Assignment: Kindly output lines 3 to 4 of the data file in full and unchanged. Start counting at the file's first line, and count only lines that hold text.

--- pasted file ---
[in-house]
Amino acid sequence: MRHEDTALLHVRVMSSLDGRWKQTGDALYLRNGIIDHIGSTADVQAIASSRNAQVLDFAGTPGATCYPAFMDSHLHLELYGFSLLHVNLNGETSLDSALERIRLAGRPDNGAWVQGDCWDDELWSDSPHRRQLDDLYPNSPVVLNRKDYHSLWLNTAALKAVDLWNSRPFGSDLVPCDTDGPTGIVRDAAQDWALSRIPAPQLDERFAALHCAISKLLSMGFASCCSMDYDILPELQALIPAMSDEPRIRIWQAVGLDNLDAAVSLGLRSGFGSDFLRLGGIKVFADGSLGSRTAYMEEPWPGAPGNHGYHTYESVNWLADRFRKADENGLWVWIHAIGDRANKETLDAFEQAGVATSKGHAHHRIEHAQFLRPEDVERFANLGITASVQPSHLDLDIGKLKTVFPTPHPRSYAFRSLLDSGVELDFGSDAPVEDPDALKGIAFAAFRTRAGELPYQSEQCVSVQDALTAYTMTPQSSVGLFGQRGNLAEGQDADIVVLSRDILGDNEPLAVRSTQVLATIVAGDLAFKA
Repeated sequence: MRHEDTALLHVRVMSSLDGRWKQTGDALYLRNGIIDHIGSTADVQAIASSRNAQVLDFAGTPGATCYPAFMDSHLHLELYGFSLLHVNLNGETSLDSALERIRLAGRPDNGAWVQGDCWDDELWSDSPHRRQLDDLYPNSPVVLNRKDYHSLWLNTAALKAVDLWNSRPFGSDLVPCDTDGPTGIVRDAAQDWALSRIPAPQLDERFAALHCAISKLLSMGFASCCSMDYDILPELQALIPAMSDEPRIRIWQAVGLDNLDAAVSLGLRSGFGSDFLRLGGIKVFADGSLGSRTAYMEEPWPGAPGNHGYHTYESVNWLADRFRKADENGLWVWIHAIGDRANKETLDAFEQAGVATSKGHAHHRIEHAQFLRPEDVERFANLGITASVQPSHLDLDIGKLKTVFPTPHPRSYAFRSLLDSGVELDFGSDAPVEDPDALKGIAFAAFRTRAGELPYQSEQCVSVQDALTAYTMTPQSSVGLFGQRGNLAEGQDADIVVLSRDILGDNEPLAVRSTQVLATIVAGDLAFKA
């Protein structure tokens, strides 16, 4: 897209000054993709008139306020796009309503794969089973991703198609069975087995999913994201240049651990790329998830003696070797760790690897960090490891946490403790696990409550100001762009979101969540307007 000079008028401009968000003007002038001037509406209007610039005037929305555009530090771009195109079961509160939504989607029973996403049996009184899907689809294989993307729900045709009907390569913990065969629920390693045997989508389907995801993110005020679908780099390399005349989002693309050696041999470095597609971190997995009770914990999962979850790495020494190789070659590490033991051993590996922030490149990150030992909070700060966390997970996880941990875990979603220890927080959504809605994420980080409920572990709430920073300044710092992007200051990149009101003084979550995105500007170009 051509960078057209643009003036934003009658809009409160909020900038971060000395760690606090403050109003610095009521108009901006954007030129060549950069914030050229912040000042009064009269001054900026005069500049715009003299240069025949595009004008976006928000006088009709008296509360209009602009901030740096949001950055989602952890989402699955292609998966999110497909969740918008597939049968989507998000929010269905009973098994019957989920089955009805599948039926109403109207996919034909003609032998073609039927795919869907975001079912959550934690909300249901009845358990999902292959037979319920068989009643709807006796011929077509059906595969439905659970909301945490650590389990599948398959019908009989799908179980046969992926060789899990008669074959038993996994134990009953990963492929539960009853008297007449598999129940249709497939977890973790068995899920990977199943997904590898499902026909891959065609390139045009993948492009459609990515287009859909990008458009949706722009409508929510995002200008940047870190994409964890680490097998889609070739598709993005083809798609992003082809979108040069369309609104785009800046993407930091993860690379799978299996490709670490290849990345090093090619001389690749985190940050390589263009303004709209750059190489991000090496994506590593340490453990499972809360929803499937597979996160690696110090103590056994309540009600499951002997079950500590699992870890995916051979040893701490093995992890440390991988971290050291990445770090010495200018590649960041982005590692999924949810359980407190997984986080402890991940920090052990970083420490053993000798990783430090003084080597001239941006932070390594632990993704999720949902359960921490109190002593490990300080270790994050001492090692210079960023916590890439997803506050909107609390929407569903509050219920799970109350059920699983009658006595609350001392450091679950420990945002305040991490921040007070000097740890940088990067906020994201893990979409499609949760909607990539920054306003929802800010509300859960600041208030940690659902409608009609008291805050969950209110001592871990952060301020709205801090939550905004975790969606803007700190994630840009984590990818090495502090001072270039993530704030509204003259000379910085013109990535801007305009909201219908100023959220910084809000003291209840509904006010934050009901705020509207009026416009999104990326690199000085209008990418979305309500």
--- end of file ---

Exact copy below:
Repeated sequence: MRHEDTALLHVRVMSSLDGRWKQTGDALYLRNGIIDHIGSTADVQAIASSRNAQVLDFAGTPGATCYPAFMDSHLHLELYGFSLLHVNLNGETSLDSALERIRLAGRPDNGAWVQGDCWDDELWSDSPHRRQLDDLYPNSPVVLNRKDYHSLWLNTAALKAVDLWNSRPFGSDLVPCDTDGPTGIVRDAAQDWALSRIPAPQLDERFAALHCAISKLLSMGFASCCSMDYDILPELQALIPAMSDEPRIRIWQAVGLDNLDAAVSLGLRSGFGSDFLRLGGIKVFADGSLGSRTAYMEEPWPGAPGNHGYHTYESVNWLADRFRKADENGLWVWIHAIGDRANKETLDAFEQAGVATSKGHAHHRIEHAQFLRPEDVERFANLGITASVQPSHLDLDIGKLKTVFPTPHPRSYAFRSLLDSGVELDFGSDAPVEDPDALKGIAFAAFRTRAGELPYQSEQCVSVQDALTAYTMTPQSSVGLFGQRGNLAEGQDADIVVLSRDILGDNEPLAVRSTQVLATIVAGDLAFKA
């Protein structure tokens, strides 16, 4: 897209000054993709008139306020796009309503794969089973991703198609069975087995999913994201240049651990790329998830003696070797760790690897960090490891946490403790696990409550100001762009979101969540307007 000079008028401009968000003007002038001037509406209007610039005037929305555009530090771009195109079961509160939504989607029973996403049996009184899907689809294989993307729900045709009907390569913990065969629920390693045997989508389907995801993110005020679908780099390399005349989002693309050696041999470095597609971190997995009770914990999962979850790495020494190789070659590490033991051993590996922030490149990150030992909070700060966390997970996880941990875990979603220890927080959504809605994420980080409920572990709430920073300044710092992007200051990149009101003084979550995105500007170009 051509960078057209643009003036934003009658809009409160909020900038971060000395760690606090403050109003610095009521108009901006954007030129060549950069914030050229912040000042009064009269001054900026005069500049715009003299240069025949595009004008976006928000006088009709008296509360209009602009901030740096949001950055989602952890989402699955292609998966999110497909969740918008597939049968989507998000929010269905009973098994019957989920089955009805599948039926109403109207996919034909003609032998073609039927795919869907975001079912959550934690909300249901009845358990999902292959037979319920068989009643709807006796011929077509059906595969439905659970909301945490650590389990599948398959019908009989799908179980046969992926060789899990008669074959038993996994134990009953990963492929539960009853008297007449598999129940249709497939977890973790068995899920990977199943997904590898499902026909891959065609390139045009993948492009459609990515287009859909990008458009949706722009409508929510995002200008940047870190994409964890680490097998889609070739598709993005083809798609992003082809979108040069369309609104785009800046993407930091993860690379799978299996490709670490290849990345090093090619001389690749985190940050390589263009303004709209750059190489991000090496994506590593340490453990499972809360929803499937597979996160690696110090103590056994309540009600499951002997079950500590699992870890995916051979040893701490093995992890440390991988971290050291990445770090010495200018590649960041982005590692999924949810359980407190997984986080402890991940920090052990970083420490053993000798990783430090003084080597001239941006932070390594632990993704999720949902359960921490109190002593490990300080270790994050001492090692210079960023916590890439997803506050909107609390929407569903509050219920799970109350059920699983009658006595609350001392450091679950420990945002305040991490921040007070000097740890940088990067906020994201893990979409499609949760909607990539920054306003929802800010509300859960600041208030940690659902409608009609008291805050969950209110001592871990952060301020709205801090939550905004975790969606803007700190994630840009984590990818090495502090001072270039993530704030509204003259000379910085013109990535801007305009909201219908100023959220910084809000003291209840509904006010934050009901705020509207009026416009999104990326690199000085209008990418979305309500």